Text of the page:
Richard Boone Wikipedia Biography, Age, Height, Wife, Net Worth, Family
Age, Wikipedia Biography and Wiki
Richard Boone (Richard Allen Boone) was born on 18 June, 1917 in Los Angeles, California, USA, is an Actor, Director, Soundtrack. Discover Richard Boone’s Wikipedia Biography, Age, Height, Physical Stats, Dating/Affairs, Family and career updates. Learn How rich is He in this year and how He spends money? Also learn how He earned most of Richard Boone networth?
|Popular As||Richard Allen Boone|
|Age||64 years old|
|Born||18 June 1917|
|Birthplace||Los Angeles, California, USA|
|Date of death||10 January, 1981|
|Died Place||St. Augustine, Florida, USA|
We recommend you to check the complete list of Famous People born on 18 June.
He is a member of famous Actor with the age 64 years old group.
Richard Boone Height, Weight & Measurements
At 64 years old, Richard Boone height is 6′ (1.83 m) .
|Height||6′ (1.83 m)|
|Body Measurements||Not Available|
|Eye Color||Not Available|
|Hair Color||Not Available|
Who Is Richard Boone’s Wife?
His wife is Mary Claire McAloon (27 April 1951 – 10 January 1981) ( his death) ( 1 child), Mimi Kelly (1949 – 1950) ( divorced), Jane Helen Hopper (25 December 1937 – 1940) ( divorced)
|Wife||Mary Claire McAloon (27 April 1951 – 10 January 1981) ( his death) ( 1 child), Mimi Kelly (1949 – 1950) ( divorced), Jane Helen Hopper (25 December 1937 – 1940) ( divorced)|
Richard Boone Net Worth
His net worth has been growing significantly in 2020-2021. So, how much is Richard Boone worth at the age of 64 years old? Richard Boone’s income source is mostly from being a successful Actor. He is from USA. We have estimated Richard Boone’s net worth, money, salary, income, and assets.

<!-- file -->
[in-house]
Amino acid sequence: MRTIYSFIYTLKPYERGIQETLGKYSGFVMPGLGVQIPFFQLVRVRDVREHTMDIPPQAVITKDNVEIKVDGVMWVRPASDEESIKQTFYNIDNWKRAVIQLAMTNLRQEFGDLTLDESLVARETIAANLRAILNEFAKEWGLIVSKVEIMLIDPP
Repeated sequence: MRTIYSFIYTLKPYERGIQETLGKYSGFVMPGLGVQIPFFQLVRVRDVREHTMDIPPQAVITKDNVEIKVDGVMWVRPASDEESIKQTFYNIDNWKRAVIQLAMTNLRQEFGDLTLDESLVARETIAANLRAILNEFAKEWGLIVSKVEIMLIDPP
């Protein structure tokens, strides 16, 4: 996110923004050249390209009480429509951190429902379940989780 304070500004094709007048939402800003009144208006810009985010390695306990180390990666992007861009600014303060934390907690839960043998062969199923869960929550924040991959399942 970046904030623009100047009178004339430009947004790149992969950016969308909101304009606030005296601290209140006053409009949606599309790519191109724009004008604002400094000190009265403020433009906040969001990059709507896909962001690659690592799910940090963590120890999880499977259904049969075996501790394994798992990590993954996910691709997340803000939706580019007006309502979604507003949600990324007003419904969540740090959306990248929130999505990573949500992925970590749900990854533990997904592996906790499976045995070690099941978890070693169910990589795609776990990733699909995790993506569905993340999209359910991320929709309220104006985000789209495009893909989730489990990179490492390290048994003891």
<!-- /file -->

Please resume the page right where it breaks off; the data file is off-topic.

|Net Worth in 2021||$1 Million – $5 Million|
|Salary in 2020||Under Review|
|Net Worth in 2019||Pending|
|Salary in 2019||Under Review|
|Source of Income||Actor|
Richard Boone Social Network
In her 2004 autobiography “‘Tis Herself”, ‘Maureen O’Hara’ wrote that Boone and Peter Lawford, while filming Kangaroo (1952) in Melbourne, Australia, were arrested in a gay brothel “full of beautiful boys”, but the studio prevented this from being reported by the press.
According to Joseph McBride’s “Searching for John Ford” (St. Martin’s Press, 2001 – ISBN 0312242328), director John Ford was urged to cast Boone and Anthony Quinn as the Little Wolf and Dull Knife characters in Cheyenne Autumn (1964), as both had Native American blood. Ricardo Montalban and Gilbert Roland, who were of Mexican descent, were cast instead.
His later career was seriously affected by his chronic alcoholism. He walked off the set of Diamante Lobo (1976) before he had recorded his dialog. As a result his voice in the film had to be dubbed by someone else.
Taught acting classes at the Neighborhood Playhouse in New York City from 1974-75. He was temporarily replacing Sanford Meisner, who had become stricken with throat cancer.
Turned down Robert Shaw’s role in The Sting (1973).
In 1972 he again appeared on television in the Jack Webb-produced series Hec Ramsey (1972) (years before he had played a police captain in Webb’s first “Dragnet” film, Dragnet (1954)). Based on a real man, Hec was a tough, grizzled old frontier sheriff at the turn of the 20th century who, late in life, has studied the newest scientific theories of crime detection. His new boss, a much younger man, doesn’t always approve of Hec, his nonconformist style or his new methods. The series lasted for two years.
In the 1970s he moved to Florida, and resumed his film and TV career with a vengeance.